Just like the differentiated lessons taught to meet students’ individual needs, teachers must learn strategies in PD arranged for their individual needs.
If you’re interested in developing your knowledge and skill as a peace practitioner in your classroom, these six ideas for PD will help you get there. A key is that they require engaging collaboratively in dialogue with colleagues in intentional reflection on what’s happening in the classroom.
All of the 6 ideas draw on the principles of reflective practice for making change, which has been shown to be one of the most effective forms of adult learning. This means that the reflective cycle is also a necessary part of peace education and peacebuilding in general.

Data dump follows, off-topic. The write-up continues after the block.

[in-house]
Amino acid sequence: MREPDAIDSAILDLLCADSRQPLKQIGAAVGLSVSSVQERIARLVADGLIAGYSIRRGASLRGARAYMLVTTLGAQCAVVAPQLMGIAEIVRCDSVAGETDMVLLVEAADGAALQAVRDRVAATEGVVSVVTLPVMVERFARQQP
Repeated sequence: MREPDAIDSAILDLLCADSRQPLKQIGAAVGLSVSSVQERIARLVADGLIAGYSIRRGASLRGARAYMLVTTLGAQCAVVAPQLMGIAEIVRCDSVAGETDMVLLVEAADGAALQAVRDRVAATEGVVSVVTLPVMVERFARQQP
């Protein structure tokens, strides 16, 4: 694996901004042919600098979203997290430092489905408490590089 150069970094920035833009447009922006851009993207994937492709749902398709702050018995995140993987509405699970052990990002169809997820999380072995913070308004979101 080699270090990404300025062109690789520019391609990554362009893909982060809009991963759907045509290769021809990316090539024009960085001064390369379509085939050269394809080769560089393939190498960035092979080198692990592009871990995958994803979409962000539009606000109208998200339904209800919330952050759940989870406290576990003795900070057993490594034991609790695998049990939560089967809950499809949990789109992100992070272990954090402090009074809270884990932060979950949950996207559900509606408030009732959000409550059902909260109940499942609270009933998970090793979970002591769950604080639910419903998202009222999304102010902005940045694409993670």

I’ve done all of these at one time or another in my teaching career, and I’ve found the interactive and intentional nature of the approaches extremely helpful. Although they take a bit of work to set up, particularly if you’re on your own at this point, they have the potential to be much more valuable than just another workshop.
What kind of PD opportunities can you set up in your context? If you’re interested in setting something up in your area or through this website, leave a comment or send a message via our contact page!